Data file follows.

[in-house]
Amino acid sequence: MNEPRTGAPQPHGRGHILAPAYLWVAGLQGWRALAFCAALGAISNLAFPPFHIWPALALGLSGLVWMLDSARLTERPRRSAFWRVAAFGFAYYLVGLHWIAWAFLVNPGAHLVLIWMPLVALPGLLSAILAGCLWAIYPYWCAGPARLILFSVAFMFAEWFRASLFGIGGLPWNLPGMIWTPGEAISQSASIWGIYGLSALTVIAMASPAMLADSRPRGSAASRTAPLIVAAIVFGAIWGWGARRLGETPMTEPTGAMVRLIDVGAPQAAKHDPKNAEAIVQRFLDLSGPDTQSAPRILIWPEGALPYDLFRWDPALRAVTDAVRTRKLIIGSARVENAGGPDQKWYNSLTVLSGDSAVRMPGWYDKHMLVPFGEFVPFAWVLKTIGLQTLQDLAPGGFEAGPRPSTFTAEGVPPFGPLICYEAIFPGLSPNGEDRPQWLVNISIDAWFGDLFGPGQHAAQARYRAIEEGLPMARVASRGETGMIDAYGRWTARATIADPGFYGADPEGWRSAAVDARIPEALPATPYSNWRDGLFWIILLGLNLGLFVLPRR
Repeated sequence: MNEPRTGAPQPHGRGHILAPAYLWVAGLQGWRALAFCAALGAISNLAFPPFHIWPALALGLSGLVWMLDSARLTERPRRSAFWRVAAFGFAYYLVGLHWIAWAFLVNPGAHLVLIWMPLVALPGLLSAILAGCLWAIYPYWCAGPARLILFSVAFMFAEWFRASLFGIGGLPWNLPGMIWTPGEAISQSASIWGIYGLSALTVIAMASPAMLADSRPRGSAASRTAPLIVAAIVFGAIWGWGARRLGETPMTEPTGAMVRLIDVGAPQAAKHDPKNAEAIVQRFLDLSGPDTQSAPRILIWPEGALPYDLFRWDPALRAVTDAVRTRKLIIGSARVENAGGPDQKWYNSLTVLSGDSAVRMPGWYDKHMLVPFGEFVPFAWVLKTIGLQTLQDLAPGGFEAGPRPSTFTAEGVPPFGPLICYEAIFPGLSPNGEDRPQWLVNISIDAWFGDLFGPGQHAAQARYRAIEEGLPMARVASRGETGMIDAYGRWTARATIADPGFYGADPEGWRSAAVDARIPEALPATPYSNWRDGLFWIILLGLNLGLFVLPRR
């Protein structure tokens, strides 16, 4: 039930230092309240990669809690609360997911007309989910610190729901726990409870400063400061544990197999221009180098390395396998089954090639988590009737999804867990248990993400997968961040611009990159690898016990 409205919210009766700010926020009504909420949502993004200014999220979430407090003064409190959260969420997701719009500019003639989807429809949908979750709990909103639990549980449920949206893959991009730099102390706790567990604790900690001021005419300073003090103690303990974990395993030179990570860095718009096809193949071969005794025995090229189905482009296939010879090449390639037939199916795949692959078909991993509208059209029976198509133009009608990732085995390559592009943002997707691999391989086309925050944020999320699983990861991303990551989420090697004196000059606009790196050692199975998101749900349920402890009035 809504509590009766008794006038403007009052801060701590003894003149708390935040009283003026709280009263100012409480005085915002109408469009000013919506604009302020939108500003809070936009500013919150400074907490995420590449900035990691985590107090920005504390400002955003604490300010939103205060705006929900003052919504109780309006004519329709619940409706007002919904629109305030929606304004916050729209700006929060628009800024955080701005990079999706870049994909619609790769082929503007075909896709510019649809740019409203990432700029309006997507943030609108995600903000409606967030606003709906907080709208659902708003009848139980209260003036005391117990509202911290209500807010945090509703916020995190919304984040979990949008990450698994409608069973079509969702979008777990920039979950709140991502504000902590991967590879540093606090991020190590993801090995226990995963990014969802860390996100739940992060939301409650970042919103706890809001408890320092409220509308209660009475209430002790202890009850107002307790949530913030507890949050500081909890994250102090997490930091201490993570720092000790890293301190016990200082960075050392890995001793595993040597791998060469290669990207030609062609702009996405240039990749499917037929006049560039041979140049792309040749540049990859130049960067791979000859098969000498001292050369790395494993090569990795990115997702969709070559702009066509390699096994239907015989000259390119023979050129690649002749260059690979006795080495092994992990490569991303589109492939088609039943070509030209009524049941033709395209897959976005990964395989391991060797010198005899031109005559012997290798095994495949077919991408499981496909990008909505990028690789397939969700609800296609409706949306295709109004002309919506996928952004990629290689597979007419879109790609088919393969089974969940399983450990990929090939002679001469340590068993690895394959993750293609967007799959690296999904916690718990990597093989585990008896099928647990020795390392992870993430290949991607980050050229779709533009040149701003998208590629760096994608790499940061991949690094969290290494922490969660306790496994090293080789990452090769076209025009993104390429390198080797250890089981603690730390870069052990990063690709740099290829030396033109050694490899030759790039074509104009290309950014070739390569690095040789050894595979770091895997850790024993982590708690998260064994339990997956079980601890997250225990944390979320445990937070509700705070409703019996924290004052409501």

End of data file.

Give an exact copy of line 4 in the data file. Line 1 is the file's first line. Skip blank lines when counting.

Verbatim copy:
């Protein structure tokens, strides 16, 4: 039930230092309240990669809690609360997911007309989910610190729901726990409870400063400061544990197999221009180098390395396998089954090639988590009737999804867990248990993400997968961040611009990159690898016990 409205919210009766700010926020009504909420949502993004200014999220979430407090003064409190959260969420997701719009500019003639989807429809949908979750709990909103639990549980449920949206893959991009730099102390706790567990604790900690001021005419300073003090103690303990974990395993030179990570860095718009096809193949071969005794025995090229189905482009296939010879090449390639037939199916795949692959078909991993509208059209029976198509133009009608990732085995390559592009943002997707691999391989086309925050944020999320699983990861991303990551989420090697004196000059606009790196050692199975998101749900349920402890009035 809504509590009766008794006038403007009052801060701590003894003149708390935040009283003026709280009263100012409480005085915002109408469009000013919506604009302020939108500003809070936009500013919150400074907490995420590449900035990691985590107090920005504390400002955003604490300010939103205060705006929900003052919504109780309006004519329709619940409706007002919904629109305030929606304004916050729209700006929060628009800024955080701005990079999706870049994909619609790769082929503007075909896709510019649809740019409203990432700029309006997507943030609108995600903000409606967030606003709906907080709208659902708003009848139980209260003036005391117990509202911290209500807010945090509703916020995190919304984040979990949008990450698994409608069973079509969702979008777990920039979950709140991502504000902590991967590879540093606090991020190590993801090995226990995963990014969802860390996100739940992060939301409650970042919103706890809001408890320092409220509308209660009475209430002790202890009850107002307790949530913030507890949050500081909890994250102090997490930091201490993570720092000790890293301190016990200082960075050392890995001793595993040597791998060469290669990207030609062609702009996405240039990749499917037929006049560039041979140049792309040749540049990859130049960067791979000859098969000498001292050369790395494993090569990795990115997702969709070559702009066509390699096994239907015989000259390119023979050129690649002749260059690979006795080495092994992990490569991303589109492939088609039943070509030209009524049941033709395209897959976005990964395989391991060797010198005899031109005559012997290798095994495949077919991408499981496909990008909505990028690789397939969700609800296609409706949306295709109004002309919506996928952004990629290689597979007419879109790609088919393969089974969940399983450990990929090939002679001469340590068993690895394959993750293609967007799959690296999904916690718990990597093989585990008896099928647990020795390392992870993430290949991607980050050229779709533009040149701003998208590629760096994608790499940061991949690094969290290494922490969660306790496994090293080789990452090769076209025009993104390429390198080797250890089981603690730390870069052990990063690709740099290829030396033109050694490899030759790039074509104009290309950014070739390569690095040789050894595979770091895997850790024993982590708690998260064994339990997956079980601890997250225990944390979320445990937070509700705070409703019996924290004052409501």